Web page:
|Yeah, sorry, not the easiest of screens to read...|
It seems like only ereyesterday when I was going through Déjà Vu, the logical, graphical, next step for the text adventure, but we're not done with getting lost in an adventure game yet. Steve Meretzky is back with quite the tale this time, as we become A Mind Forever Voyaging.
I have no idea what it's about, so let's blindly stumble into it.
A Mind Forever Voyaging is a much friendlier text adventure game than you might expect, although the subject matter perhaps isn't for the casual player. You play as a sentient computer, PRISM, who is tasked with running simulations of life in a small fictional town in order to find out whether a plan for deregulating the government and returning the country to its traditional values (among other details) will work out for the benefit of the people.
Yeah... Not your everyday text adventure this one, and not just because of that summary. A Mind Forever Voyaging is friendly in that there doesn't appear to be any real failure states, or puzzles of any kind.
You are asked to gather experiences involving how people behave or what they say, and it's up to you to navigate the world, seeking out the items on your simulation check-list and remembering to hit 'record', so that people outside of the simulation can analyse all of that data when you finish.
This makes it sound a little bit like the gaming worlds' first walking simulator, but of course it does require text adventuring know-how to make any progress through it. The instruction manual is detailed and you can do a lot of things inside the simulation, but if you're like me and you're going into all of that blind...
Good luck, I say. My screen was, for the most part, half A Mind Forever Voyaging, half GameFAQs walkthrough. And I still messed up somewhere after the first of five simulations taking place over subsequent decades.
The game is well written, and I was using the speech option in the Windows Frotz emulator to read the screen aloud as it all happened. It had its quirks, but having another voice read text adventure descriptions out to you, rather than your own voice or the voice inside your head really put me in the mood of actually trying to pay attention. It was like I was gaming around the table top again, waiting for the DM to finish describing the dungeon we were stuck in.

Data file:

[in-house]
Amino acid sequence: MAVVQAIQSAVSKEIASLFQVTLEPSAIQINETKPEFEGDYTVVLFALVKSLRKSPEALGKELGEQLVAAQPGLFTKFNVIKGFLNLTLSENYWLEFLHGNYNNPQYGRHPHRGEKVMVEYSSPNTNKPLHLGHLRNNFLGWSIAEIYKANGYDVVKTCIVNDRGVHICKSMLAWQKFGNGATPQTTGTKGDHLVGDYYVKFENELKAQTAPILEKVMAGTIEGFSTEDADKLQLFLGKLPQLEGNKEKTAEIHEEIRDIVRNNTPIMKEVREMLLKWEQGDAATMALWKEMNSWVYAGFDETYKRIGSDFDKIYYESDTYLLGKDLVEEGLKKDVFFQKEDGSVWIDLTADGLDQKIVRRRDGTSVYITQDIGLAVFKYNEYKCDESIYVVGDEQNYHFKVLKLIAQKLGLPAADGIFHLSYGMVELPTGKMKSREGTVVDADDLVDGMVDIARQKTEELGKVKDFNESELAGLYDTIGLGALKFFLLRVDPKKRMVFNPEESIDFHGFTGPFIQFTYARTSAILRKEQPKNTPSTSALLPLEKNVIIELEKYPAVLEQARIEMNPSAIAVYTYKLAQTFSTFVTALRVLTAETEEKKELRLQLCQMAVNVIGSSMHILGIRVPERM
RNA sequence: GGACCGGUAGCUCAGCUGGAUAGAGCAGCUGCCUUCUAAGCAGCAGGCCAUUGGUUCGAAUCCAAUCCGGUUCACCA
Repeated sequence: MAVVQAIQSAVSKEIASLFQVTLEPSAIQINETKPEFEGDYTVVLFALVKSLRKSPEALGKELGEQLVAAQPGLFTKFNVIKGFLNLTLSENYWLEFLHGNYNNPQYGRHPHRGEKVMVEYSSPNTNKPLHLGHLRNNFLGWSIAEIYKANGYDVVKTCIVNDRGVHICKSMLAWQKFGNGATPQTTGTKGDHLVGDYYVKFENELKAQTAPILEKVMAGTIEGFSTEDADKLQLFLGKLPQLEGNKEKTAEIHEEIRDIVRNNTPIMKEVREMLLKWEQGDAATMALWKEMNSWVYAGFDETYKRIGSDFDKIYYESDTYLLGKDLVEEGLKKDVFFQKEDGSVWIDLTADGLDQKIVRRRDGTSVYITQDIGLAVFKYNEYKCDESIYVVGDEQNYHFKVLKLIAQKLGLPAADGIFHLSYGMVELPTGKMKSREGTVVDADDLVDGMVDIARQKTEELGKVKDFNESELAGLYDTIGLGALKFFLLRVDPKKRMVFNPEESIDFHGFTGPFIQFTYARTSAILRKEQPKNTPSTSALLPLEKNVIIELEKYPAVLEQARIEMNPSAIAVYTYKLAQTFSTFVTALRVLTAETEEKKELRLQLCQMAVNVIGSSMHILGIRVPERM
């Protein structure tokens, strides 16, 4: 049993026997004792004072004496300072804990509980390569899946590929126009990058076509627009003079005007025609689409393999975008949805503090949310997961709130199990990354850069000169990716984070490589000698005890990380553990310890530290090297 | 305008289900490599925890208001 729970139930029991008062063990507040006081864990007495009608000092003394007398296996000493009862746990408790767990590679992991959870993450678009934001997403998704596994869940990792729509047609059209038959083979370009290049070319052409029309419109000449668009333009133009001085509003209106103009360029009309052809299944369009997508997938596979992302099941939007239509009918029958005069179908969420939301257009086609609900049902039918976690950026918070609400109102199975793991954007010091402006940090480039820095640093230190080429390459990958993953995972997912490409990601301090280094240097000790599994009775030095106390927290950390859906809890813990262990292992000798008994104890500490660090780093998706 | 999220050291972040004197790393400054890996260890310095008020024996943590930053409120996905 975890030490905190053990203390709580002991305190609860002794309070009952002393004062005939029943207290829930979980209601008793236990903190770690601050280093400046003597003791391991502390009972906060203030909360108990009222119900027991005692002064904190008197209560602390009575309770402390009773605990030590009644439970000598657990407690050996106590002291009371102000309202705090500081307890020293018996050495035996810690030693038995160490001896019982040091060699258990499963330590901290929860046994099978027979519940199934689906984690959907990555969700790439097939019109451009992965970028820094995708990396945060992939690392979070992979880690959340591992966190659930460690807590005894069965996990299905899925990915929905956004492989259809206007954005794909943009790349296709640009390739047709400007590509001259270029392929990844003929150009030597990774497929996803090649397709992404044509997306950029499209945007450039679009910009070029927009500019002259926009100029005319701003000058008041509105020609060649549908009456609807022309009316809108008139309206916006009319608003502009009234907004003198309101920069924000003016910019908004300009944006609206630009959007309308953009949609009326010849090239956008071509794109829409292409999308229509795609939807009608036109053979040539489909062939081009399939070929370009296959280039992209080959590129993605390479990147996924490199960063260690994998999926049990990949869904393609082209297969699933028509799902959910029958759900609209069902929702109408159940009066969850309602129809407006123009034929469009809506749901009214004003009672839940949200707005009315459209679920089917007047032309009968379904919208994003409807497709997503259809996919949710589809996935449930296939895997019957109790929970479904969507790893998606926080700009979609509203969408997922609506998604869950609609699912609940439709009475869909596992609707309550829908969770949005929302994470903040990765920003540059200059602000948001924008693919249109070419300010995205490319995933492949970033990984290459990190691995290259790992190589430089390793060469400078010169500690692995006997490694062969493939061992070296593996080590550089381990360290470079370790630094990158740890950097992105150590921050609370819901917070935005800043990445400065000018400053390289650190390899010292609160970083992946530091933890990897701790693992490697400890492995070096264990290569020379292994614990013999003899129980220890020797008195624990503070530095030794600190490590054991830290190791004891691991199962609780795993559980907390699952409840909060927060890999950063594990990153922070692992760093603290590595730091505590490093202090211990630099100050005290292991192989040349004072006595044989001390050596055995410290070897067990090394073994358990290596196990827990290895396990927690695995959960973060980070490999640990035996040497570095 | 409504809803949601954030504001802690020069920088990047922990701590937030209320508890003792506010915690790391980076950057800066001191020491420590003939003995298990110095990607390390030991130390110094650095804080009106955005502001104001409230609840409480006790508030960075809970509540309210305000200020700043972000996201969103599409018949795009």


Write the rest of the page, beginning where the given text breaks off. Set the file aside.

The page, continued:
Oh look, I even got stuck in my moment of reminiscing. Getting stuck in an adventure game just sucks the wind out your sails, and for as much as I wanted to see where A Mind Forever Voyaging would end up, even with a guide I was in a bit of a mess.
The manual includes plenty of instructions, tips, a map, flavour text and all sorts - it's one of the best I've come across (not that I've read many, you know me by now...) - but if you're going in with absolutely no idea of how good the story may be, are you going to persist through it if all it seems to be is running around a small town looking at things?
The game is so much more than that, by the way. You can read a lengthy synopsis on Wikipedia, or watch it being played on YouTube (as you can do with seemingly everything these days), and I think you should, because it's so different from what you might have imagined at first.
It reminds me of a section in Fallout 3, where you enter a simulation for a while, but there it was just for a change of scenery and a side mission. Here, it's the whole point of the game, and it gives you a character to relate to, even though you're a somewhat unrelatable sentient computer.
A Mind Forever Voyaging is yet another example of the text adventure genre being able to take you to places where other genres simply can't go, especially at this stage in video game history. I'd be interested in seeing the story done today. I mentioned it might be a walking simulator, but if it was, would it still work to tell this story? How would A Mind Forever Voyaging be adapted or updated to modern gaming 'standards'? Does it need to be? Who knows.
I might try and follow the guide a little closer next time, but until then I'll just have to tell you to give it a go.
PRISM's name is derived from the name he has in the simulation, 'Perry Simm'. Or was Perry Simm derived from PRISM? Which one came first? Am I a man who thinks I'm a machine or a machine who thinks I'm a man? Is this real life? Dr. Perelman, why are we not discussing this philosophy stuff instead?!
A Mind Forever Voyaging, developed by Infocom, first released in 1985.
Version played: MS-DOS, 1985, via emulation.